Admittedly, the headline may seem a little unrealistic – perhaps a bit naive. But if ideas from the big tyre manufacturers become reality, that’s exactly what will happen. We took a look at the ideas and concepts.
Some things are difficult to imagine. Mallorca without the party mile, summer without ice cream or pineapple on pizza. The plans that Michelin, among others, has in the pipeline fall into the same category. After all, the “Uptis” (Unique Puncture-proof Tyre system) tyre does not need air.
The tyre of the future is free of air – and extremely communicative
How does the tyre work without air pressure? This is primarily due to the fact that it is no longer just one tyre, but actually a very lightweight combination of tyre and wheel. Here, the running surface of the tyre is carried by a structure made of different materials that sits on the aluminium rim. This structure consists of flexible plastic spokes that are directly connected to the profiled running surface. The resilient spokes made of polyester resin and fibreglass are not only intended to ensure the load capacity, but also have a vibration-damping effect. Science fiction? Not at all: According to Michelin, a series launch should be possible as early as 2024.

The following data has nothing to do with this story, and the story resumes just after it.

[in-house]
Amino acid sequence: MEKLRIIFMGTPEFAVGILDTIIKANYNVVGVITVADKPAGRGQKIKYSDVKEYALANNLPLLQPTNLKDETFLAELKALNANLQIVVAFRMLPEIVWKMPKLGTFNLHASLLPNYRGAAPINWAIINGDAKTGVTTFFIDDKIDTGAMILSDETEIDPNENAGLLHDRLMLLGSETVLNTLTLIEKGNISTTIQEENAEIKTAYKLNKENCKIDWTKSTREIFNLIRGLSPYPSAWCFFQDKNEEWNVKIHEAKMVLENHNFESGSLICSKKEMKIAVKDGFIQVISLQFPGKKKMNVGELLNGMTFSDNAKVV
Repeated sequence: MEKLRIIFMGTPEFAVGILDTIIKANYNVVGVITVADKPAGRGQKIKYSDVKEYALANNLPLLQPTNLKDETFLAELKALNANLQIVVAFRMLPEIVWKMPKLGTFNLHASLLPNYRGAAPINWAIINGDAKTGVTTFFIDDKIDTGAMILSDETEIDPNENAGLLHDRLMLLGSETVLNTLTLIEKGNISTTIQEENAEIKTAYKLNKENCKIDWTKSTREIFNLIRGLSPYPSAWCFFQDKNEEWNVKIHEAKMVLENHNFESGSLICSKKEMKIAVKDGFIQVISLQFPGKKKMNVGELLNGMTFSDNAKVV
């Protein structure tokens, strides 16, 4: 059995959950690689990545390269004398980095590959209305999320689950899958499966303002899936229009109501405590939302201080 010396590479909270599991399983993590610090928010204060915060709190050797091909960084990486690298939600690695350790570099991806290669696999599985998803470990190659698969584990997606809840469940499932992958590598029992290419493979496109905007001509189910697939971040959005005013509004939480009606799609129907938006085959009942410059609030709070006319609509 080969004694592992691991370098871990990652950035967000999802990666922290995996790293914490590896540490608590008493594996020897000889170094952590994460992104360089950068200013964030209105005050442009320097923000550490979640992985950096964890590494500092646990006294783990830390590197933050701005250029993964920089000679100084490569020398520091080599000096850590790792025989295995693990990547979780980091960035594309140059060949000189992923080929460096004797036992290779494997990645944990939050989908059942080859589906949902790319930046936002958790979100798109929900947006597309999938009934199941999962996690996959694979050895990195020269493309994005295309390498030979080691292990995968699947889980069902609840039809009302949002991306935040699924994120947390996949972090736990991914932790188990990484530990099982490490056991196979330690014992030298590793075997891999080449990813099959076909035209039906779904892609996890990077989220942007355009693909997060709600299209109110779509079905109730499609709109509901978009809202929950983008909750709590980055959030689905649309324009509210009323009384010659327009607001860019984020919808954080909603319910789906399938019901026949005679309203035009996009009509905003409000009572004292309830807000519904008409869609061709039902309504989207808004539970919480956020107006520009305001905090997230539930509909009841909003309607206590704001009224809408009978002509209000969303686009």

In other concepts, the tyres are fitted with sensors that detect many different parameters. In systems of this type, sensors permanently measure the tread depth, pressure and temperature and can even provide an early warning of damage to tyres. Other systems record the road condition and draw attention to hazards such as the danger of aquaplaning. Not only for the driver, but also subsequent road users. This is made possible by the so-called V2X or Car-to-Car communication, where various vehicles can communicate with one another or with the transport infrastructure.
The craziest idea: The biodegradable running surface mixture
Goodyear has developed a concept where the tyre of the future will renew itself. This is made possible by a biodegradable running surface mixture. It consists of small capsules filled with a special liquid rubber compound that can be refilled. Replacing the capsules can renew the running surface time and again.
Anyone who has an appetite for even more science fiction will probably appreciate the Goodyear Eagle 360. The tyre has a bionic outer skin, which is based on the human skin with a built-in sensor network. If the outer skin of the tyre is damaged, the sensors localise the exact location of the damage, the skin forms new molecular connections at this point to repair the damage.
These concept tyres also collect information on road conditions and weather conditions. The flow of traffic or vehicle status is also monitored in real time. The tyre can also receive data from other vehicles.